SALT LAKE CITY — Election Day 2010 proved to be the perfect storm for Utah Republicans.
Spurred by efficient get-out-the-vote efforts, united by voter discontent and emboldened by the national popularity of the tea party movement, motivated Republicans descended in droves Tuesday on polling places throughout the Beehive State.
That trend fueled an overall turnout that may have been the highest for a Utah midterm election since 1994. Veteran pollster Dan Jones estimated that 55 percent of Utah voters went to the polls, well above the 45 percent who voted in the 2006 midterm election.
J. Quin Monson, a BYU political science professor and associate director of the BYU Center for the Study of Elections and Democracy, reported the results of exit polling that identified 62 percent of Utah voters as Republicans, 27 percent as Democrats and 11 percent independents — a tangible rise in the relative number of Republicans and a decrease in Democrats from recent elections.
"It's a Republican year," Monson said. "We saw higher proportions of Republicans in the exit polling than we've seen in recent years, which is a reflection of the increased enthusiasm that Republicans have this year about voting."
Jones cited the Republican Party's ability to get its rank-and-file party members to the polls on Election Day as an underlying cause of the GOP success.
"It was a Republican turnout," Jones said. "Over the weekend, the Republican Party getting out the vote was really, really well done. I believe many Democrats stayed home. I don't think the number of independents turned out to be what many people seemed to project."
Monson cites displeasure with President Barack Obama as a common-theme catalyst for Republicans in Utah.
"I think it's easier to get excited when you have an opposition you can unite against," he said. "And I think the Obama presidency provides something Republicans can focus on and unite against."
Although Jones attributes much of Tuesday's Republican activity to tea party momentum, he also warns that tea party support is a two-edged sword because it comes with strings attached.
"I think it's the tea party that really pushed the Republicans like Mr. (Jason) Chaffetz and Mr. (Rob) Bishop to such high majorities. But what happens to them now? … Whether they who get elected can satisfy the members of the tea party, we'll have to wait and see."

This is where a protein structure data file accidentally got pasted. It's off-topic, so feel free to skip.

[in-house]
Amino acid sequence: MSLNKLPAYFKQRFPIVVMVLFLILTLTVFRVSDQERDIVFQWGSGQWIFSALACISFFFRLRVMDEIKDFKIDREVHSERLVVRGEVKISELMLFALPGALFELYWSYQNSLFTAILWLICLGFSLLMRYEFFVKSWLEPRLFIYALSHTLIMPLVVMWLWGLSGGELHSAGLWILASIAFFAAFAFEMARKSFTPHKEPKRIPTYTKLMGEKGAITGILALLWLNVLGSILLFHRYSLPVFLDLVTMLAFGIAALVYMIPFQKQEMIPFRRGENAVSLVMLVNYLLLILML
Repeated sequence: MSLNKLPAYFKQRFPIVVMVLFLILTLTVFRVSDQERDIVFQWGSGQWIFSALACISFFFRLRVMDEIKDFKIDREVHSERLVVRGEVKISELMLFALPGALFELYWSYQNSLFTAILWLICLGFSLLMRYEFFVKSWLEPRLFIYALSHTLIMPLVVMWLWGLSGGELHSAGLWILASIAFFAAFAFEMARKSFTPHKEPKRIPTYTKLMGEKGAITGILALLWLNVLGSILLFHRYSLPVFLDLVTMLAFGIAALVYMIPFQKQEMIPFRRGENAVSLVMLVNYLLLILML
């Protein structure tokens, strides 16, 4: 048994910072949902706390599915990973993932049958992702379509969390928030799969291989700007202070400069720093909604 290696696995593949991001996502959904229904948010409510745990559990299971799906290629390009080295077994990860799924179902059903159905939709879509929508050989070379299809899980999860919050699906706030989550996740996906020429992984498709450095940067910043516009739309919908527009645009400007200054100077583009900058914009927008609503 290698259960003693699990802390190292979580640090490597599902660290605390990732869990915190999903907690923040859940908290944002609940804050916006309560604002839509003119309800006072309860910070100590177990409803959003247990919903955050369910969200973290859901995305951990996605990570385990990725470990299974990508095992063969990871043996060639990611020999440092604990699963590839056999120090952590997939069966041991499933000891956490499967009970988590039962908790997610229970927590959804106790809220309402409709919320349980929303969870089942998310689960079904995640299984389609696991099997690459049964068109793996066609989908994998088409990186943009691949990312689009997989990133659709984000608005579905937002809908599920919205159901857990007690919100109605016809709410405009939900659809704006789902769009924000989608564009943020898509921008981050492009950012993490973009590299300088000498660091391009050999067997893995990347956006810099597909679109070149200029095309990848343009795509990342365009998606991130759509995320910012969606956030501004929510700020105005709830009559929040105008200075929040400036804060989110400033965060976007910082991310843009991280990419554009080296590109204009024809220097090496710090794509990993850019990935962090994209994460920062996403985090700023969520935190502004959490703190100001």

Overall voter turnout was brisk. Elections officials along the Wasatch Front reported steady-to-heavy activity at the polls throughout the day. Additional absentee and provisional ballots have yet to be counted.
Utah voter participation was down from nearly 68 percent in the 2008 presidential election, but this year's midterm election got a boost from the special election to select a governor to fill the rest of Jon Huntsman Jr.'s term and a handful of other high-profile races, not to mention the year's unusual political activism.
"Turnout has been really good," said Salt Lake County Clerk Sherrie Swensen. Workers from her office said voting patterns by 10:30 a.m. showed voting in the county on track to reach 55 percent. "We really got slammed after 5 o'clock," she said, leading to dinnertime projections of a 60 percent turnout.
Nice weather likely helped bring more people to the polls, Swensen said.
A programming problem plagued all 110 Utah County polling locations from the moment polls opened at 7 a.m.
"It was the cards," said assistant poll manager Annie Erickson. "As soon as someone put in a card, it wouldn't bring up the election, it would reject the card. Immediately we knew it was the machines."
Poll workers followed their training and allowed for some paper ballots, while the backup plan was implemented.
"We had a problem with the security card that is run through the encoders," Utah County Clerk/Auditor Bryan E. Thompson said. "It appears to be a programming glitch. The poll managers instituted plan 'B,' which was to go ahead and utilize one of the machines as an encoder."
Despite the long lines and waits that stretched up to an hour, most voters took the delay to cast their ballot in stride.
"It took me about 45 minutes, but it's a privilege to be able to vote, even though it took me awhile," Margaret Sykes said.
"There's people in other countries that are still waiting for it," said Steevun Lemon. "Forty-five minutes isn't a long time to cast a vote, at least I don't think so."
Some voters did become discouraged, quietly leaving the line to get to work or to pick up children from school. Some of those who returned to vote later contributed to longer lines late in the day.
Voters making last-minute decisions brought the state's elections website to its knees around 8 p.m. Monday. "We were seeing 200,000 hits to the server per second," said state elections director Mark Thomas. The site had the hardware to support that traffic, but a programming bottleneck caused the site to fail under the heavy traffic load.
"We made some changes, but it went down again about 1 or 2 o'clock," Thomas said. "We worked on it throughout the night, then about 5:30 (a.m. Tuesday) we got it up, got all the errors out, and it's been running ever since."
Several weeks will pass before all Utah counties have a final canvas that includes provisional ballots and absentee ballots.
The state and several county elections officials said they have seen requests for absentee ballots double since the national election two years ago. Preliminary numbers from the state showed the highest percentage of absentee ballots were cast in Utah's smallest counties.
Salt Lake County expected absentee ballots to account for a little more than 6 percent of the total, where tiny Daggett County had more than 15 percent of its registered voters requesting absentee ballots.